As events unfold in Arab world, West Bank youth yearns for its own revolution. Instead of toppling gov't, protesters demand national unity through cultural festival
Roni Shaked Published: 03.31.11
Tareq Abu Salama sits at the heart of Bethlehem's Manger Sqaure, strumming the strings of his oud and singing protests songs against the Palestinian division and the Israeli occupation. A khaki-colored tent stands next to him, displaying a Palestinian flag and a sign calling for Palestinian unity. At the tent's entrance stands a mosaic board shaped like a Palestinian map; a large crack extends between Gaza and the West Bank.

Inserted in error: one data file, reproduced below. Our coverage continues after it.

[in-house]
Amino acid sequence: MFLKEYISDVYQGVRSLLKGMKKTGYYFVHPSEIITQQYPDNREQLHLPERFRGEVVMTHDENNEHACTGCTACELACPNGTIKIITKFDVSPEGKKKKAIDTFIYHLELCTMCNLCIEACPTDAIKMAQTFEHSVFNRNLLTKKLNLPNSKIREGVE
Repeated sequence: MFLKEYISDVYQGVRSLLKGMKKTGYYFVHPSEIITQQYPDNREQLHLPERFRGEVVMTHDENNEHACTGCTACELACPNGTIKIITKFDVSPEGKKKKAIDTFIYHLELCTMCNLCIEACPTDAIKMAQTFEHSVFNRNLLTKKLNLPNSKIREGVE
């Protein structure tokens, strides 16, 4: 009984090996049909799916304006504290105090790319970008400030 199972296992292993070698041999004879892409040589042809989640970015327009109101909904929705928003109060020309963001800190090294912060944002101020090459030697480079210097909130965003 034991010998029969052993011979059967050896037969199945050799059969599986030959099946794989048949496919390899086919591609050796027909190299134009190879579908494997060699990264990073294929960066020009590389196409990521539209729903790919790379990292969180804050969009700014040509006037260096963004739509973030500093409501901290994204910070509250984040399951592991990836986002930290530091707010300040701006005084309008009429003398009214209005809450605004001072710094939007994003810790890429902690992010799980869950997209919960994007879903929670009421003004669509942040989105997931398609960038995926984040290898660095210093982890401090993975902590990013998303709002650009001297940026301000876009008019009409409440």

In the West Bank, the uprisings rocking Egypt, Tunisia, Libya and Syria are watched with yearning. While in those nations the protesters marched to the squares and took their future into their own hands, in Bethlehem, Ramallah and Nablus the process is stuck.
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